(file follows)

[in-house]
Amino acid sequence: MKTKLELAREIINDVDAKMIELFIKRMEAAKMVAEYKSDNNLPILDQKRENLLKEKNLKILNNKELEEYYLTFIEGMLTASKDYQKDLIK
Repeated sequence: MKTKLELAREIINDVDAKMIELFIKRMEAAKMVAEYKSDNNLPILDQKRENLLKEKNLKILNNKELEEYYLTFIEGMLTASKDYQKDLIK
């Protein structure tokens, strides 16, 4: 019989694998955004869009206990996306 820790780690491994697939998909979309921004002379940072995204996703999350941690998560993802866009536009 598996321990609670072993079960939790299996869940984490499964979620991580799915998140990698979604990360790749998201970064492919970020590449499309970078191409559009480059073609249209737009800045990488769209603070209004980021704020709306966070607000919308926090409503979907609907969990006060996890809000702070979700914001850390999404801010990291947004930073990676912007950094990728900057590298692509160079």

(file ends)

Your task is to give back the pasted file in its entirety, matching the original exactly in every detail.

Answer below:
[in-house]
Amino acid sequence: MKTKLELAREIINDVDAKMIELFIKRMEAAKMVAEYKSDNNLPILDQKRENLLKEKNLKILNNKELEEYYLTFIEGMLTASKDYQKDLIK
Repeated sequence: MKTKLELAREIINDVDAKMIELFIKRMEAAKMVAEYKSDNNLPILDQKRENLLKEKNLKILNNKELEEYYLTFIEGMLTASKDYQKDLIK
């Protein structure tokens, strides 16, 4: 019989694998955004869009206990996306 820790780690491994697939998909979309921004002379940072995204996703999350941690998560993802866009536009 598996321990609670072993079960939790299996869940984490499964979620991580799915998140990698979604990360790749998201970064492919970020590449499309970078191409559009480059073609249209737009800045990488769209603070209004980021704020709306966070607000919308926090409503979907609907969990006060996890809000702070979700914001850390999404801010990291947004930073990676912007950094990728900057590298692509160079």